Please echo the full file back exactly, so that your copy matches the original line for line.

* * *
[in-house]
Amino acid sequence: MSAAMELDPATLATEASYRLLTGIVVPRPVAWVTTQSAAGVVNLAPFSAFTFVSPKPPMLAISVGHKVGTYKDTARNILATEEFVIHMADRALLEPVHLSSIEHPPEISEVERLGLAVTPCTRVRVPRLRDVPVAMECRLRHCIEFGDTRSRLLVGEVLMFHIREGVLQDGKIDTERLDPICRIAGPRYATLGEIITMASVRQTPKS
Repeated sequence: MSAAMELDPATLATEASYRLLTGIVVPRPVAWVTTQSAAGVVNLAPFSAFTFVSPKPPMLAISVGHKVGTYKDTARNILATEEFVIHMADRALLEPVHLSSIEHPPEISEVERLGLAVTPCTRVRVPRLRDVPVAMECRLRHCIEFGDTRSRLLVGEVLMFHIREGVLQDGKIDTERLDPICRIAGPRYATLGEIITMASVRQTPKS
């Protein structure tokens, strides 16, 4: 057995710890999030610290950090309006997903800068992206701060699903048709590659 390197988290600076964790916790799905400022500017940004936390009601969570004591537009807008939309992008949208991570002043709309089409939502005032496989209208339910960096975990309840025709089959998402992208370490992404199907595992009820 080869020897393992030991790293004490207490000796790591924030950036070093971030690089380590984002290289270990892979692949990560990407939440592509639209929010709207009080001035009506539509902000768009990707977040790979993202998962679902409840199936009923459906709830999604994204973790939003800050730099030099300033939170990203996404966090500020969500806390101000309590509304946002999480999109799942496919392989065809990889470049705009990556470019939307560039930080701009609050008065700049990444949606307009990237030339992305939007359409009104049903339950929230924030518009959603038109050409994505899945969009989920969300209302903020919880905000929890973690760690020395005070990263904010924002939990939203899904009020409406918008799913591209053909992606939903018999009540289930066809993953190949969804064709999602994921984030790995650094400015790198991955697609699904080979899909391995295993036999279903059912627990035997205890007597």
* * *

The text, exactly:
[in-house]
Amino acid sequence: MSAAMELDPATLATEASYRLLTGIVVPRPVAWVTTQSAAGVVNLAPFSAFTFVSPKPPMLAISVGHKVGTYKDTARNILATEEFVIHMADRALLEPVHLSSIEHPPEISEVERLGLAVTPCTRVRVPRLRDVPVAMECRLRHCIEFGDTRSRLLVGEVLMFHIREGVLQDGKIDTERLDPICRIAGPRYATLGEIITMASVRQTPKS
Repeated sequence: MSAAMELDPATLATEASYRLLTGIVVPRPVAWVTTQSAAGVVNLAPFSAFTFVSPKPPMLAISVGHKVGTYKDTARNILATEEFVIHMADRALLEPVHLSSIEHPPEISEVERLGLAVTPCTRVRVPRLRDVPVAMECRLRHCIEFGDTRSRLLVGEVLMFHIREGVLQDGKIDTERLDPICRIAGPRYATLGEIITMASVRQTPKS
């Protein structure tokens, strides 16, 4: 057995710890999030610290950090309006997903800068992206701060699903048709590659 390197988290600076964790916790799905400022500017940004936390009601969570004591537009807008939309992008949208991570002043709309089409939502005032496989209208339910960096975990309840025709089959998402992208370490992404199907595992009820 080869020897393992030991790293004490207490000796790591924030950036070093971030690089380590984002290289270990892979692949990560990407939440592509639209929010709207009080001035009506539509902000768009990707977040790979993202998962679902409840199936009923459906709830999604994204973790939003800050730099030099300033939170990203996404966090500020969500806390101000309590509304946002999480999109799942496919392989065809990889470049705009990556470019939307560039930080701009609050008065700049990444949606307009990237030339992305939007359409009104049903339950929230924030518009959603038109050409994505899945969009989920969300209302903020919880905000929890973690760690020395005070990263904010924002939990939203899904009020409406918008799913591209053909992606939903018999009540289930066809993953190949969804064709999602994921984030790995650094400015790198991955697609699904080979899909391995295993036999279903059912627990035997205890007597």